Redemption, recovery for friend, family after accident
Five years ago, Robby Moser couldn’t sound taps on his trumpet at his best friend’s funeral.
He was too emotional. It had only been five days since he stood alongside Daniel Ferraro when the bomb they built exploded – taking his friend’s life.
On Jan. 2, Moser will have a chance to perform in memory of his best friend when the now-Yale graduate student leads a concert at Center Pointe Christian Church in Liberty Township to benefit the Daniel Ferraro Memorial Fund.
Jan. 2, 2008
Ferraro, of West Chester, was a 19-year-old sophomore and Naval ROTC member at Miami University who was supposed to be on a ski trip. After coming down with a cold, he decided against it.
Feeling better, Ferraro called his friend Moser and requested that he pick up gunpowder from Target World and a steel pipe from ACE Hardware. They were going to make a bomb and Ferraro was going to videotape the explosion.
With the materials on hand, Ferraro drilled a hole through the pipe and clogged the ends. He then filled the pipe with the gunpowder and finished constructing the explosive in his bedroom. Ferraro then grabbed a video camera, the pipe bomb and went outside.
Ferraro placed the bomb in his childhood fort in the backyard, lit the fuse, ran back to stand by Moser, held up the camera and waited.
“I just remember a flash and his body hitting the ground,” Moser said.
Shrapnel from the pipe and from the fort filled the air. Pieces shot through the house and some hit Ferraro in his face.
Moser stared. His best friend’s face was gone. He tried calling 911, but he couldn’t stop shaking.
“I looked down at Daniel and I knew he was dead,” Moser said. “I was really, really shocked. I didn’t know what to do.”
Ferraro’s sisters, Alyssa, a senior at Lakota East High School at the time, and Victoria, a senior at Miami University, were watching television. When they heard the explosion, Alyssa called 911.
A neighbor called Daniel’s father, Tony, who was at work as an energy engineer at Miami University. The voice on the other line said, “Get home. It is not good.”
When Tony Ferraro arrived home, emergency vehicles lined the street. The bomb squad was parked in his driveway and he wasn’t allowed in his house. He waited at a neighbor’s house until his son was taken away in a body bag.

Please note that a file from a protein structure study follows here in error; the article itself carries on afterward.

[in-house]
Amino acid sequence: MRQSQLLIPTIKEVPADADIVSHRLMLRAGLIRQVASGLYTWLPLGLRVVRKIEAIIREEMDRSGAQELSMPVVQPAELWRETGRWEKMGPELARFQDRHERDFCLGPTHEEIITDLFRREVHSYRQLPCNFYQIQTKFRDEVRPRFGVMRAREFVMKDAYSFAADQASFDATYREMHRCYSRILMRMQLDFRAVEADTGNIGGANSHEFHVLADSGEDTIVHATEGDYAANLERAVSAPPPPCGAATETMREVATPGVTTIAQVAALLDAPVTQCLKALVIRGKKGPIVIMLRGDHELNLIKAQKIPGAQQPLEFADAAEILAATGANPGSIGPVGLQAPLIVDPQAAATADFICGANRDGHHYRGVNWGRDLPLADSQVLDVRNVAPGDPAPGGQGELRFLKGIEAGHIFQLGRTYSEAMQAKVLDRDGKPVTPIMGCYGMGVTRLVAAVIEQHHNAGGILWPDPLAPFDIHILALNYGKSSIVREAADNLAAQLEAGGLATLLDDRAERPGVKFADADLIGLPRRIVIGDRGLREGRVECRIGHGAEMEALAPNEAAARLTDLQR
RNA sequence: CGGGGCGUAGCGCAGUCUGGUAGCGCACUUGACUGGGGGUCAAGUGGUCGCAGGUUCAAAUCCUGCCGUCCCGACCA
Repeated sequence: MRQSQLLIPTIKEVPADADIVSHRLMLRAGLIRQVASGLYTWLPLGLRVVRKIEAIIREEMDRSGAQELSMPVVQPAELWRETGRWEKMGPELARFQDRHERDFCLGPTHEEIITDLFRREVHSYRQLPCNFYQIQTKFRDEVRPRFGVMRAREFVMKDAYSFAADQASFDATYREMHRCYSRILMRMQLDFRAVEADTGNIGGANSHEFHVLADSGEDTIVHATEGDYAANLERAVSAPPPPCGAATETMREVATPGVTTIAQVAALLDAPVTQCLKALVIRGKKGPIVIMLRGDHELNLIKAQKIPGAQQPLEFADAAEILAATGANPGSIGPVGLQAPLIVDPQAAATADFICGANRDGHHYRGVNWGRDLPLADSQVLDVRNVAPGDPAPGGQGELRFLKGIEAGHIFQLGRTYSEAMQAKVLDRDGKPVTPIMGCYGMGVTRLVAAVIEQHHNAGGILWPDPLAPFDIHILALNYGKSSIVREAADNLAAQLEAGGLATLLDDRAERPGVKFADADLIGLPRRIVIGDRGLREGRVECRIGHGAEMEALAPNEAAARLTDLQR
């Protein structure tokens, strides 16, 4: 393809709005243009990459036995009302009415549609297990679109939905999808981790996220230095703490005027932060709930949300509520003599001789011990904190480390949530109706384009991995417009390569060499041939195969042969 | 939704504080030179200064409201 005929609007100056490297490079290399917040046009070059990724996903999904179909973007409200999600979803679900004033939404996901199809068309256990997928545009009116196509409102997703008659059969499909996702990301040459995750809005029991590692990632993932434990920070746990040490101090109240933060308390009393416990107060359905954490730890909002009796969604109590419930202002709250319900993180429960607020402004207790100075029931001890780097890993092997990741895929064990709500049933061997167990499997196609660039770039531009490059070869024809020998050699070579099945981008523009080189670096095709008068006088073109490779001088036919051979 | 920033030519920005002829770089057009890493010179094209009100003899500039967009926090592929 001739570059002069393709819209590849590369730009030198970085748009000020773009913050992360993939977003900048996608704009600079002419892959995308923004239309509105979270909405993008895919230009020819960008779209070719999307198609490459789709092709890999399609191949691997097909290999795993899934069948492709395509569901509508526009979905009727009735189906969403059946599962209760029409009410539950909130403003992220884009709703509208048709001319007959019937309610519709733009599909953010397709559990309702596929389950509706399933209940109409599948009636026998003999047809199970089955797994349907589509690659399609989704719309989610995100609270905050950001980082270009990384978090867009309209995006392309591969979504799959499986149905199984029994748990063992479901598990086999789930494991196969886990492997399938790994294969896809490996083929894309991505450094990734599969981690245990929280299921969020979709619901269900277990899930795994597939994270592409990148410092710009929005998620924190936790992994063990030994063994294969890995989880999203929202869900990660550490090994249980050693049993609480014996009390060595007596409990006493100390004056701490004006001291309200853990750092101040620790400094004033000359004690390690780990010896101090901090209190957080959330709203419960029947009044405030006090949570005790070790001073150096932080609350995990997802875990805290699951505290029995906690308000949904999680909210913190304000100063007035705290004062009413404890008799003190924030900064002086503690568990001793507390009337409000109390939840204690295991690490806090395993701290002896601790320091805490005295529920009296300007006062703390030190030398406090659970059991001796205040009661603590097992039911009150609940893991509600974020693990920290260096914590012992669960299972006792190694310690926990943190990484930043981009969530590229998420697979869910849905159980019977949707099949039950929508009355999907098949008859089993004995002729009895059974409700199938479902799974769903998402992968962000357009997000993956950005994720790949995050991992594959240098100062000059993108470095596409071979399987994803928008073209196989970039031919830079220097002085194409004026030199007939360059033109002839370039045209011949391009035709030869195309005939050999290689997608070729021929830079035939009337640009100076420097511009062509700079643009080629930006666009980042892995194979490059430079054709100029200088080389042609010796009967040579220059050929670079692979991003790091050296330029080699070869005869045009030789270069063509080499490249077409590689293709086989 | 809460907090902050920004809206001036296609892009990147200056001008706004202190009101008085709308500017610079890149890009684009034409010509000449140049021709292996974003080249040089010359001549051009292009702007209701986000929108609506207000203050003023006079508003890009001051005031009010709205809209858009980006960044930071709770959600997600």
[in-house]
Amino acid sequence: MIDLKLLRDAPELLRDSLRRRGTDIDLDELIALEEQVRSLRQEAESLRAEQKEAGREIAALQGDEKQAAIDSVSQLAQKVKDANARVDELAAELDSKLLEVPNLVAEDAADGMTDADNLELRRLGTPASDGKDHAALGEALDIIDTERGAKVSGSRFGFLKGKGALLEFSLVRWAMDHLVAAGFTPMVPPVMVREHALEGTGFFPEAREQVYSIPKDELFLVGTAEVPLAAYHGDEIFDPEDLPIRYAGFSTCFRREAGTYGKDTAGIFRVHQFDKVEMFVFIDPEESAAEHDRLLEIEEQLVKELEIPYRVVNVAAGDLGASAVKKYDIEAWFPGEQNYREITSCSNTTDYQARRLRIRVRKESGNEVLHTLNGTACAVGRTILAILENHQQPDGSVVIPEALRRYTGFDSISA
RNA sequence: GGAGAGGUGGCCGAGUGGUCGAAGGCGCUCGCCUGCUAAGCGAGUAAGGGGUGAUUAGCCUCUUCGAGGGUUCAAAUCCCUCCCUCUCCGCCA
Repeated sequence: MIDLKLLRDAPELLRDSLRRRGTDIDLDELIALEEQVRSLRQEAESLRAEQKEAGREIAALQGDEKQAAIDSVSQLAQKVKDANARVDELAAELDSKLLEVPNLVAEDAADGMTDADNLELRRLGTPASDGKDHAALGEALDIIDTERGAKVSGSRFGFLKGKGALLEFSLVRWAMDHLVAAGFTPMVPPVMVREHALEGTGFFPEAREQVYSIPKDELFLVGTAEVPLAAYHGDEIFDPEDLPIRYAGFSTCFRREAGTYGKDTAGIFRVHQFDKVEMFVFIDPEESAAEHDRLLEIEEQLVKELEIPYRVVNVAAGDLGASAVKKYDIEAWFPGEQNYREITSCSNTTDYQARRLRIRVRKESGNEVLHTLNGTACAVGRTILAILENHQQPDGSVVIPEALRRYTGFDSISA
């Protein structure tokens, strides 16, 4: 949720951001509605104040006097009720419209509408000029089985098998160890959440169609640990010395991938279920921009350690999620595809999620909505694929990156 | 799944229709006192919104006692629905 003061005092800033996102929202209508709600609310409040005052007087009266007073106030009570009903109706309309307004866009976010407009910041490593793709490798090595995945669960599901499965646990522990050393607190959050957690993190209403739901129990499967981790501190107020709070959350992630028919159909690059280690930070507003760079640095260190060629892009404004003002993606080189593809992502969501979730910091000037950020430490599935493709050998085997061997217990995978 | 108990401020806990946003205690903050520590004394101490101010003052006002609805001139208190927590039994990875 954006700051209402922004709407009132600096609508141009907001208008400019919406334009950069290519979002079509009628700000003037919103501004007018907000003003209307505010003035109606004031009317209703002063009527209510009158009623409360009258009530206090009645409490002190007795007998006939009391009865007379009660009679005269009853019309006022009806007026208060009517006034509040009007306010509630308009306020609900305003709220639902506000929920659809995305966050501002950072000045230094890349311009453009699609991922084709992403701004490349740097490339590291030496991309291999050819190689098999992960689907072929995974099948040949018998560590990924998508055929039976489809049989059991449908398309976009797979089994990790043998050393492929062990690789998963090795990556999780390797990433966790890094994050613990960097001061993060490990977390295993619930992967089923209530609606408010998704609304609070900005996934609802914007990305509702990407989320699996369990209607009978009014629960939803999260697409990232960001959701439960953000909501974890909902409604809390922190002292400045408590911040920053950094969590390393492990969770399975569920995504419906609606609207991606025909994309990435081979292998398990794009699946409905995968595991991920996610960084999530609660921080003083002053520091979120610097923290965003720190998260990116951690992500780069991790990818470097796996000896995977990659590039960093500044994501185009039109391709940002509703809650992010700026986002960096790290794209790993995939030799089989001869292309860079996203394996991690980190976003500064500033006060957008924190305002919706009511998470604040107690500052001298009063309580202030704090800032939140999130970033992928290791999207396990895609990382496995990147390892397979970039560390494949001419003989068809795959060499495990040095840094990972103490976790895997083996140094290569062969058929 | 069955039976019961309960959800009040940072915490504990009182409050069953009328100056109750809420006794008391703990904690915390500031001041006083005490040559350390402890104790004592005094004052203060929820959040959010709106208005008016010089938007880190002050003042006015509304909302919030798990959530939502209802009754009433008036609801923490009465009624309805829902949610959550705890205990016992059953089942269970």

The shock of his son’s death was difficult to deal with.
“I am the type of person who is always trying to fix something, but I couldn’t fix it,” Tony Ferraro said. “You just have to use your coping mechanisms and tell yourself that at least I got to spend 19 years with him.”
The nightmare has never ended for the Ferraros or for Moser.
Tony and his wife, Kathy, who taught at Lakota East at the time, eventually divorced. They had to rent out their home because it was unbearable to look into their own backyard.
It also wasn’t easy for Moser, who was an 18-year-old freshman at the University of Cincinnati College-Conservatory of Music, when he lost his best friend.
“I would still keep Dan’s phone number and sometimes call it and leave a voicemail asking for him to call me back,” Moser said. “I am not sure why I did that.”
He was charged with involuntary manslaughter and illegally manufacturing or possessing explosives, both felonies.
He received support from the community and from his best friend’s parents, and eventually pled guilty to two misdemeanors – negligent homicide and contributing to the unruliness or delinquency of a child. Both charges carried maximum prison terms of six months and $1,000 fines.
To avoid prison, Moser was put on probation for three years and was required to complete 80 hours of community service, where he would have to talk about his experience.
Sharing the story of that tragic day with high school students and young prisoners aided the healing process.
He was sharing a message that many young adults fail to grasp: “You are not invincible.”
Today, Moser is working on his master’s degree in music at Yale University. He plays his trumpet 10 hours per day and every time he opens the case he sees a picture of Daniel Ferraro.
“Every day I think of Dan,” Moser said. “For me, (the concert) is kind of the last piece to the puzzle. It helps me cope with it. It is hard to explain but it is a little easier (for me) with music.”
Moser said the songs in the 45-minute concert, featuring fellow musicians from Yale’s music program, will help his friend’s memory live on.
“I am very excited to do this concert just because bringing the community back together and also having some of Dan’s friends come will be a great way to show that we aren’t going to forget him,” Moser said.
The concert, which was organized by Moser and Daniel’s father, will be the first official fundraiser for the Daniel Ferraro Memorial Fund, which provides funding for Boy Scouts working on their Eagle Scout projects.
With $5,000 raised for the fund at Daniel’s funeral, the program has already helped five young men earn the highest attainable rank in scouting.
“A big part of his life was scouting,” Tony said. “He loved it … We felt that this would be a good place to do some kind of benefit and put it in his memory.’’
If you go
What: Daniel Ferraro Memorial Fund Concert, a 45-minute benefit concert. Yale University graduate student Robby Moser, who was a close friend of Ferraro, will perform, along with other musicians from Yale, including pianist Austin Wade of West Chester.
When: 6 p.m. Jan. 2
Where: Center Pointe Christian Church, 5962 Hamilton-Mason Road, Liberty Township
Cost: Donation of $10 per person suggested
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